Euro plan: rejoice a deal, but no salvation.

Rejoice; a deal has been made; markets are calmed. But, unfortunately, the Eurozone agreement has added layers of bureaucracy, removed democracy and failed to answer the fundamental issue of the Euro itself.

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The new plan is insufficient to iron out the Eurozone's problems.
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Simon Miller
On 28 October 2011 10:58

“Good morning, I would like to speak to the president.”

“Which one?”

“The one dealing with the Eurozone crisis?”

“President of the European Union?”

“Umm, maybe…”

“President of the European Council?”

“…possibly…any more?”

“President of Euro Summits? President of the Eurogroup? President of the Euro Group Working Group?”

And so bureaucracy lumbers ever onwards.

The damp squib that was the rescue summit was more enlivened by the utterings of French president Sarkozy and the wandering eye of Italian prime minster Berlusconi than by what emerged in the early hours of Thursday morning.

The markets have breathed a sigh of relief but besides adding more chefs to the Euro-stew, the deal was utterly predictable in its inability to resolve the crisis.

Are you surprised by this statement? After all markets are up, the grand plan is in place and Greece is still surviving.

But we’ve been here before. The last deal and the last deal before that were both meant to solve the crisis and didn’t.

The main principles behind the current deal in question are Greece, banks, and leveraging the European Financial Stability Facility (EFSF).

Troubled by riots and inaction, Greece will be giving up fiscal independence to the Eurocrats with its budgets examined by a permanent team on the ground. I am sure that Greeks will be as hospitable to their unexpected rulers as they are towards their government as the austerity measures really bite.

The announcement was very pleased with itself over the 50 percent haircut by private holders of Greek debt and is confident that this will not trigger a credit event. I’m fairly sure that it won’t. After all, I very much doubt investors want to go down that route at the moment and voluntarily giving up half of what they’re owed, albeit with sweeteners, will avoid this.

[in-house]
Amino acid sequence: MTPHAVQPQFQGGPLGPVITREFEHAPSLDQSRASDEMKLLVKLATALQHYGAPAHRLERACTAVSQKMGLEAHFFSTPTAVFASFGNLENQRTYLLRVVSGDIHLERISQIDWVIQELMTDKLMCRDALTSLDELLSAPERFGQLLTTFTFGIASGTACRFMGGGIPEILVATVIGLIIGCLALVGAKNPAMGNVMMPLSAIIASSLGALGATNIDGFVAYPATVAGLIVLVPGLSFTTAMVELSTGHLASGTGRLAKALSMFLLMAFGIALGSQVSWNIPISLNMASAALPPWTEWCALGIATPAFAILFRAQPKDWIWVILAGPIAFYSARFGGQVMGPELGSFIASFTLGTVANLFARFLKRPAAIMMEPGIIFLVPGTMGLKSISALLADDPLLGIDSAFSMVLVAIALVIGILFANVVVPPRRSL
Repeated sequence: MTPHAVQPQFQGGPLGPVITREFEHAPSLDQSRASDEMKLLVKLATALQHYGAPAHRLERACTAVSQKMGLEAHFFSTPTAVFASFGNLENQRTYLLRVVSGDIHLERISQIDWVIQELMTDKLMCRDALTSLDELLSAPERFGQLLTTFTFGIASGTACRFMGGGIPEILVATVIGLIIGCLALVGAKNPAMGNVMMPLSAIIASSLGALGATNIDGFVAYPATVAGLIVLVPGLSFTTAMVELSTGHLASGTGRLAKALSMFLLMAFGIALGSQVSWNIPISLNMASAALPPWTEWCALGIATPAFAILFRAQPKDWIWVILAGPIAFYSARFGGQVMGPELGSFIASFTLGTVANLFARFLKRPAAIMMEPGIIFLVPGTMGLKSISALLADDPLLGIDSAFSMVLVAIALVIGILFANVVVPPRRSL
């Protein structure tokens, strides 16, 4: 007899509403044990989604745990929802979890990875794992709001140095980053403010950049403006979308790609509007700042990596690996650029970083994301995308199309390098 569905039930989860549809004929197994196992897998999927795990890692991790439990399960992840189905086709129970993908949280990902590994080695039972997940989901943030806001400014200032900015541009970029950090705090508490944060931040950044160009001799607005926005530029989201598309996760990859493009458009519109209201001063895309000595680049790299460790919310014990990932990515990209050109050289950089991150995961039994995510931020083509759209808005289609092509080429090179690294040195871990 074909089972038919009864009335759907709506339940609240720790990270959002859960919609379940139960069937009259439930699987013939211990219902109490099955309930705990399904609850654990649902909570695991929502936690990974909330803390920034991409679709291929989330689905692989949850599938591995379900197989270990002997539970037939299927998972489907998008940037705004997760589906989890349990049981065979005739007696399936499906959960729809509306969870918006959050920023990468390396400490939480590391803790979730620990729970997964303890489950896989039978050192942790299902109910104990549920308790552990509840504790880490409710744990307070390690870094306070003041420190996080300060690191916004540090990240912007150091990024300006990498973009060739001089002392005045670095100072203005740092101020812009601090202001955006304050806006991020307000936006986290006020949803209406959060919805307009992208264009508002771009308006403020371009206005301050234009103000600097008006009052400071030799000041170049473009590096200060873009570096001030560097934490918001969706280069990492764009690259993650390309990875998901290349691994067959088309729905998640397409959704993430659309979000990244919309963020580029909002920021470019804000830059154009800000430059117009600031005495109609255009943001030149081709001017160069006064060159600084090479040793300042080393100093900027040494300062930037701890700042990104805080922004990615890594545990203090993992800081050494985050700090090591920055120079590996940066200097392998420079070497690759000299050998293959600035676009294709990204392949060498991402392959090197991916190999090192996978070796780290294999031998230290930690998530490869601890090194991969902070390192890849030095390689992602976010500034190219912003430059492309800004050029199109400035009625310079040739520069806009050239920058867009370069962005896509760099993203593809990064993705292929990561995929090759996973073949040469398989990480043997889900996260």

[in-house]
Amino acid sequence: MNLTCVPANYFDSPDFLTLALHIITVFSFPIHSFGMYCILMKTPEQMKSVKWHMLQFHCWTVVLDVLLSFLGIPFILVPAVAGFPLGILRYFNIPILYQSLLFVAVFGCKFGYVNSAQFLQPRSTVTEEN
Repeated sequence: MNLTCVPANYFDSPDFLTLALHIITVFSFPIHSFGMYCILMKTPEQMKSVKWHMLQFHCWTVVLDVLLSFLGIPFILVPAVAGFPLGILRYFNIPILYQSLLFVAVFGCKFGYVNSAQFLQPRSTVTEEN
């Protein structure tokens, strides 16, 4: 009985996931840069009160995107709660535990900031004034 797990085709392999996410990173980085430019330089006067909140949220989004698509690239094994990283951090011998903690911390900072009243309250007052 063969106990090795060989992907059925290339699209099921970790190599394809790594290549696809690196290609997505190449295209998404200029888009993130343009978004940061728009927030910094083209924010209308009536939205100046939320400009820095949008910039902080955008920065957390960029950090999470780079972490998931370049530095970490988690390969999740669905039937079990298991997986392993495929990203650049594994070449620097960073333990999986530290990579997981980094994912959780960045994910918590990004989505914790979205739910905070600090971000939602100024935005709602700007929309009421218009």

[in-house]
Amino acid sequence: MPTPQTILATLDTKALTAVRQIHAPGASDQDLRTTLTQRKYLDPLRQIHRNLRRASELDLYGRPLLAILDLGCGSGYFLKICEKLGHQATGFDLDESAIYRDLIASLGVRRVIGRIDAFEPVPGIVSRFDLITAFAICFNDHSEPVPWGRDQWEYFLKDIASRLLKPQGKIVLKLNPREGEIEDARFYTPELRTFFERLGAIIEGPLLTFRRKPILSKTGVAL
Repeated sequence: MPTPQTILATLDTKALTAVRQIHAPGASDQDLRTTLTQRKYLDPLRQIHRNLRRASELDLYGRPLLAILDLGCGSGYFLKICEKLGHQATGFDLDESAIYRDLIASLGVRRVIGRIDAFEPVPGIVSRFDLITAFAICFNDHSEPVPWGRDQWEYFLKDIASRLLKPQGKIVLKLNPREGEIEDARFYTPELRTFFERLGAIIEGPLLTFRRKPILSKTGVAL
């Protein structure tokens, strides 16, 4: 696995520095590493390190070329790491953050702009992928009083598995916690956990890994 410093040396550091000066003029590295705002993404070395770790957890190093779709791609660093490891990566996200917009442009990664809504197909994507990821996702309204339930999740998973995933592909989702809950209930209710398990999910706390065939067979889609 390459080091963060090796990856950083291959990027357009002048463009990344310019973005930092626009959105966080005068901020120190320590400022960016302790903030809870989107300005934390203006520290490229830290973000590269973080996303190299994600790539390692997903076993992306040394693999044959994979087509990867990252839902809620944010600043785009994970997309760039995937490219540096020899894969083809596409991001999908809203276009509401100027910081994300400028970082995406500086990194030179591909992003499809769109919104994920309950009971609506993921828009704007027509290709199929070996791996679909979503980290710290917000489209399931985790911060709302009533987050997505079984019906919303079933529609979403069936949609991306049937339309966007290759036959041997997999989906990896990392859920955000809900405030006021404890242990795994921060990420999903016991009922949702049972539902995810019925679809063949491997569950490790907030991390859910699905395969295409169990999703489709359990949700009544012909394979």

However, what comes afterwards? Who on earth will want to buy Greek bonds? Who will provide the necessary spending money for Greece?

Essentially, unless there is a marked sea-change among investors, Greece will be cut-off from private money. No-one would be willing to buy its bonds, so who will provide funding? Are Greeks now permanently on the Eurozone balance sheet?

I wrote before about the madness of fast re-capitalisation of banks. But now that it has been officially announced that banks only get eight months to reach nine percent, Tier 1 capital ratios at a cost of around €106bn (£92.8bn), it’s not just one flying over the cuckoo’s nest, it’s a whole flock.

With the concordat demanding that banks do not deleverage and cut business lending to reach the ratio – although how that is legally enforceable I don’t know – how exactly are they going to get this capital?

Once again, it seems that taxpayers’ money, through either state intervention or ultimately the EFSF, will be tapped. Considering that the EFSF will have around €250bn after the next hand-outs, how exactly will it cope with a future crisis?

Spivs, in the form of Flash Harry or Private Walker, were a media indulgence; the chirpy petty criminal selling knocked off goods to ration-carded housewives. So is it any wonder that the Eurozone is considering its own SPIV – a Special Purpose Investment Vehicle – to bolster the EFSF to as much as €1trn?

It will do this through “leveraging”; accountancy black magic which would see no new money put in but to attract sovereign wealth funds and, inevitably, China.

The SPIV is aimed at looking attractive to investors but has a far higher risk than other investment vehicles. It will be able to camouflage the risks and debt exposures from investors who would take a huge hit if it failed.

Does this sound familiar to you? It should do; it’s what American banks did with structured investment vehicles during the crisis to hide the true state of their balance books until it was too late.

Surely it is ironic that after making such a fuss over transparency in the marketplace, the Eurozone may offer what took the global economy down in the first place with their opaque structures and high risks?

Once again, the can has been kicked down the road without addressing the fundamental problem of the Eurozone.

It is not the US, or for that matter the UK. It does not have the workforce flexibility that comes from having a shared culture. It doesn’t have the wealth transfer that is needed to counteract banking policies that benefit richer states. It is not a union.

Portugal is on its way down as I write. Its real M1 deposits have fallen at an annualised rate of twenty-one percent over the past six months while Spain is down eight percent. Austerity measures are hurting and without the necessary rate cut to help with the pain, Portugal could be heading down the plug hole.

The agreement may have calmed the market place but the real issues with the Eurozone have yet to be addressed and without these, we could all end up relying on spivs as contagion hits the world. 

Simon Miller is the Editor of Financial Risks Today. He tweets at @simontm71 

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